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Zika Virus

Updated : March 12, 2024





Background

The single-stranded Ribonucleic acid Zika virus is a member of the Flavivirus family and genus, and it may be divided into two phylogenetic kinds: African and Asian.

The numbers of individuals who contract Zika only have mild and temporary symptoms. Zika infection is often a mild, self-limiting condition. Infection with the zika virus is now considered a disease.

Epidemiology

In 1947, while researching the yellow fever infection, the zika was found for the first time in Uganda. Infection of humans was first reported in 1954 across Nigeria. Studies conducted afterward revealed that it was widely distributed throughout Asia and Africa. Zika virus was not discovered in America till 2014.

There has been no evidence of significant Zika virus epidemics prior to 2007. Following chikungunya infections and potential dengue, an event was discovered in 2007 in Central Africa. Additionally, Micronesia saw an outbreak that year (western Pacific Ocean).

There were outbreaks in French Polynesia in 2013 as well as 2014, and there were more outbreaks across other Islands in the pacific in 2015 and 2016 as well, such as New Caledonia, the Cook Islands, American Samoa, Easter Island, and Samoa. In late 2014 as well as early 2015, there were reports of Zika infection in Brazil.

After that, it quickly spread throughout Central and South America. The week before July 24th, 2016, saw the first instance of locally carried Zika in the continental U.s.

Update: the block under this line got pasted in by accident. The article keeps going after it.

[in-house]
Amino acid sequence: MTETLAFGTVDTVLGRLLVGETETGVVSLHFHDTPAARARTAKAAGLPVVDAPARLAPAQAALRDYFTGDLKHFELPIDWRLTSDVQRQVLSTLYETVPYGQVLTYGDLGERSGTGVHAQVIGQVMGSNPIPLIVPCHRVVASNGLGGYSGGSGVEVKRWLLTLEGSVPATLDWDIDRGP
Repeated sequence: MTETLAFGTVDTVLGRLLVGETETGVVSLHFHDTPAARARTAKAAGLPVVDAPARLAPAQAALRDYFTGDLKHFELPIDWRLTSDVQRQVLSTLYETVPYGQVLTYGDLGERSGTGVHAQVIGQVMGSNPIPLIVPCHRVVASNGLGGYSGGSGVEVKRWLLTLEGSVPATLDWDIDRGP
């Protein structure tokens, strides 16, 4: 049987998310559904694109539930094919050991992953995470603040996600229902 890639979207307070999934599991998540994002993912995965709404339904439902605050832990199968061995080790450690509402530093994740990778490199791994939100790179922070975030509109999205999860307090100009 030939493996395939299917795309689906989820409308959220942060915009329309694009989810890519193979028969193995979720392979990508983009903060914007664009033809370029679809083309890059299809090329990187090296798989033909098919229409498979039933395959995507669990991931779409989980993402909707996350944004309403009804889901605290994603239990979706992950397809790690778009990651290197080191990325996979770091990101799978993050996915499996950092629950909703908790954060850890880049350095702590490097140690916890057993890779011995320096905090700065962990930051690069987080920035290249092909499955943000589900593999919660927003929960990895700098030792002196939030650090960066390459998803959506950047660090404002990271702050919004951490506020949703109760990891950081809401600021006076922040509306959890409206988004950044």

At the time of writing (April 19, 2017), 223 instances of Zika virus from suspected native mosquito-borne spreading have now been detected (mainly in Florida), and seventy-six instances (twenty-eight congenital, two other, and forty-six sexual) have now been recorded in the U.s.

Anatomy

Pathophysiology

The Aedes mosquito and numerous other Aedes varieties are the carriers of the Zika. The infection can potentially spread through sexual contact in addition to mosquitos.

Etiology

Most Zika virus-related illnesses are arboviral in nature and are spread through the biting of female Aedes aegypti and Aedes albopictus mosquitoes.

Infections can also spread transplacentally (mother-child cross-transmission) through blood donation, organ transplants, and individual contact (such as sexual interaction).

The Japanese encephalitis virus, West Nile virus, tick-borne encephalitis virus, yellow fever infection, and dengue virus are only a few of the arboviral diseases that the zika virus is connected to.

Genetics

Prognostic Factors

The majority of Zika virus infections are minor and self-resolving. Unfortunately, significant neurological conditions like Guillain-Barré disease have been documented. Furthermore, there is a major concern that, if contracted during pregnancy, the virus could result in congenital brain and ocular deformities.

Clinical History

Physical Examination

Age group

Associated comorbidity

Associated activity

Acuity of presentation

Differential Diagnoses

Laboratory Studies

Imaging Studies

Procedures

Histologic Findings